Something’s Got To Give: Sexual Freedom As A National Security Concern

its-time-for-the-military-to-deal-with-its-horrifying-sexual-assault-problemAfter looking at modern American culture, I most likely won’t stay in the military any longer than my current contract requires.  There are far greater conflicts at hand than those in Iraq and Afghanistan (and depending on how things go, possibly Syria, Pakistan, North Korea, or Iran).  Though often cited as the most trusted institution in America, the US military has seen a very disheartening increase in sexual assault among personnel.

While I was at my National Guard drill in August, my unit received SHARP training (Sexual Harassment and Assault Reduction Program).  I’ve had this instruction before, but it was different this time.  Naturally, the interpersonal trust on which the Army heavily relies suffers.  When that trust is violated, it hurts unit morale and combat readiness.

Sexual liberation is becoming a national security issue.

When a sexual assault occurs in a combat zone and is reported (“reported” being the key word), the victim is evacuated for counseling and treatment.  The assailant and a victim’s advocate are also evacuated.  The unit is down three people.  On top of losing combat assets, other resources, such as helicopters, humvees, and operators are pulled away from their duties.

The kicker, though, is that economy is at work too.  According to Sergeant Major of the Army Raymond Chandler III, over the last five years, sexual harassment and assault have cost the Army about $400 million, and that’s just the Army.  There are four other branches of service that are all having the same issues right now: the Marines, the Navy, the Air Force, and the Coast Guard.  Look at our national debt and deficit.  With the government stripping the military’s budget to go towards other ventures, proportionately more of the military’s budget goes towards paying for the results of sexual assault.  This budget has one source: your tax money.

“When we assumed the Soldier, we did not lay aside the citizen.”

In 2009, at an ROTC training course, I remember at one point while discussing Army culture, one of our instructors said “just because we’re wearing this uniform doesn’t mean we’re all good guys.”

Citizens make the conscious choice to enlist, whether during peace or war.  They have all be raised in the sexually liberated culture that has added extensive complications in relationships between men and women and degraded the value of the person.   They Army talks about changing the culture and the precursors to sexual assault such as innuendos, but the precursors have precursors.  Watch this video when you get a chance (I couldn’t find it on YouTube to embed it.  Sorry!).

The military has a responsibility to it’s people, but this is a cultural issue and not a military one.  The military’s job is to fight wars.  This is work that has to be done before a citizen joins.  It is OUR responsibility as followers of Jesus to change the culture.  Sadly though, it’s work that’s being continuously stymied by moral relativism and the federal government (the HHS mandate, anyone?), Planned Parenthood, the secular-progressives, Hollywood, and the liberal media.  However, truth will prevail (Matthew 16:18).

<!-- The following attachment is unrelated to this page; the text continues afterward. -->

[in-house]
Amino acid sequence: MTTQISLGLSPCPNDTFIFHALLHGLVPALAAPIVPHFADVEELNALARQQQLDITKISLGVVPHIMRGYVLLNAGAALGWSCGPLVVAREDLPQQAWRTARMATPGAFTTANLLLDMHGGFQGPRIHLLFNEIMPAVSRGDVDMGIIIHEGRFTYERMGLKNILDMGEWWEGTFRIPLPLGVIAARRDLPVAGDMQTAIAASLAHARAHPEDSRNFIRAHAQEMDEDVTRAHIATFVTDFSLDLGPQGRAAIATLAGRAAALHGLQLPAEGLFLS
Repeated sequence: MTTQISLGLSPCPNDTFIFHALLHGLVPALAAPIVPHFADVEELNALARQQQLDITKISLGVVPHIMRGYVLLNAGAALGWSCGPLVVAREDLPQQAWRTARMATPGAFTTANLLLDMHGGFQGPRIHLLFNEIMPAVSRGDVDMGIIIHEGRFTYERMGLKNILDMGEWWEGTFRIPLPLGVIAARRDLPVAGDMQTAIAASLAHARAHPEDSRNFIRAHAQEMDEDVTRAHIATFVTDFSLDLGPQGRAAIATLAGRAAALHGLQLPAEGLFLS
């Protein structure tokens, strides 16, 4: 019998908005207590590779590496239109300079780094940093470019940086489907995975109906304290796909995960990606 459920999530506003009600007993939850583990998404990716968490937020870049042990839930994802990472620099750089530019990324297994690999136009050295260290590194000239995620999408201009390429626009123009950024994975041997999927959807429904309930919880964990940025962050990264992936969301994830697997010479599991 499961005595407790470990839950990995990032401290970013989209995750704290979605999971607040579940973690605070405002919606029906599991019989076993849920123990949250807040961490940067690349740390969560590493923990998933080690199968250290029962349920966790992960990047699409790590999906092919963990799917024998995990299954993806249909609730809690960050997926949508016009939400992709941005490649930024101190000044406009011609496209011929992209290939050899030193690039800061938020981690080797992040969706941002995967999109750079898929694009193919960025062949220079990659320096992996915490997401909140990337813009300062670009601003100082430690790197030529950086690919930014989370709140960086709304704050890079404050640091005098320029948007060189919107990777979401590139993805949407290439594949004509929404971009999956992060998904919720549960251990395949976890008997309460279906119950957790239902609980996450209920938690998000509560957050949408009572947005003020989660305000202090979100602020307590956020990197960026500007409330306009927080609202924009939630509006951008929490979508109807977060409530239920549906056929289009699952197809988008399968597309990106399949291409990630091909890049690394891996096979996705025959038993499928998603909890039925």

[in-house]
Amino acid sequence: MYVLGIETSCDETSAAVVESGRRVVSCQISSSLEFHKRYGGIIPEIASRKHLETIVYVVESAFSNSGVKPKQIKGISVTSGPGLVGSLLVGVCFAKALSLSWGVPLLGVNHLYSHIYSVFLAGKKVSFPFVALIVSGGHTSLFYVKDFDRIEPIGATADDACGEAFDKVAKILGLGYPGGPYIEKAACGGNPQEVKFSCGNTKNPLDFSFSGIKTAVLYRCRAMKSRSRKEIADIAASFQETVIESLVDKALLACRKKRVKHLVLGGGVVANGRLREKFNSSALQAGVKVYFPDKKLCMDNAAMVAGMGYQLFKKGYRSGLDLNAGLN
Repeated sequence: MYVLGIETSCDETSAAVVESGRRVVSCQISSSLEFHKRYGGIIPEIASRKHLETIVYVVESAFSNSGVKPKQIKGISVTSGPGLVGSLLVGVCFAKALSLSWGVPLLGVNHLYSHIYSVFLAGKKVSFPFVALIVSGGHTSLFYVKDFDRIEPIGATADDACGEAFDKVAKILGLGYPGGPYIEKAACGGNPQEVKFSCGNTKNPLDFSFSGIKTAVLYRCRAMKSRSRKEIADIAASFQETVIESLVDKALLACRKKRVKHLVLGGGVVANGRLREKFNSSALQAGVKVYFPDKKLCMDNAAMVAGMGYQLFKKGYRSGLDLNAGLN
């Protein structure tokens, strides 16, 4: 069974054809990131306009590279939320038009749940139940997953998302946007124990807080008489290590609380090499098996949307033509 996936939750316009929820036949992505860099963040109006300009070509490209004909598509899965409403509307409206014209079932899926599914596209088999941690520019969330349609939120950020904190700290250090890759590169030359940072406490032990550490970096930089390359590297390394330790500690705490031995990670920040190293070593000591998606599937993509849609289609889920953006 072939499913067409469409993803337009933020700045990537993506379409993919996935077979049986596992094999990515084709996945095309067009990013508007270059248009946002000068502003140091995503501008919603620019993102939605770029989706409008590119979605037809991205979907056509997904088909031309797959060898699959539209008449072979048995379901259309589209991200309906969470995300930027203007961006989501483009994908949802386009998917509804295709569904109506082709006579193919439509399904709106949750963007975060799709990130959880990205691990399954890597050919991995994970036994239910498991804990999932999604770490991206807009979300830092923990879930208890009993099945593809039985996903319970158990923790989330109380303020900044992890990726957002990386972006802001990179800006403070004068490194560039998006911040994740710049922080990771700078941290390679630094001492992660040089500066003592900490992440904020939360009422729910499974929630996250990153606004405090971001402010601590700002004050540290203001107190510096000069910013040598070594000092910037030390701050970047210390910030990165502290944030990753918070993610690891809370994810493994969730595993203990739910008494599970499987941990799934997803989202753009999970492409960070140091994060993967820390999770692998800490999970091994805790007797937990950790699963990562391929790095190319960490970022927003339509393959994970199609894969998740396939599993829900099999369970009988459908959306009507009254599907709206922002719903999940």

This is why I said earlier that I will most likely leave the military.  There are greater conflicts at hand here.

The wider-ranging impact.

I had originally intended to cover the economics of this problem a bit more (such as an increase in poverty and welfare spending), but I think that would be taking too much of a detour.  That’s something to address more in-depth later on.  I’d hope that showing the economic aspect of a moral issue might get people to rethink this no-consequence mentality, but it’s probably in vain.  After all, in Chapter 1 of his book How NOT To Share Your Faith, Mark Brumley writes that logic does not automatically lead to belief.

Our society needs to understand that there are consequences and that they build up.  Sure, there are plenty of other reasons why we’re in the financial shape that we are (such as the Department of Homeland Security, the Department of Labor, the Department of Education, the Department of Energy, congressional salaries and pensions, sending foreign aid to hostile nations, the First Family’s frequent AND lavish vacations, etc.), but the domino effect has to start somewhere.

One Final Note: I believe in the United States Army too much to remain silent.

I found this video while researching the aforementioned impact of sexual freedom on our culture and on the military.  There is so much I could write about from this female Soldier’s story alone, maybe even an entire separate site.  For now, I’ll let you draw your own conclusions.

Note: This video is VERY lengthy…



Something’s got to give.

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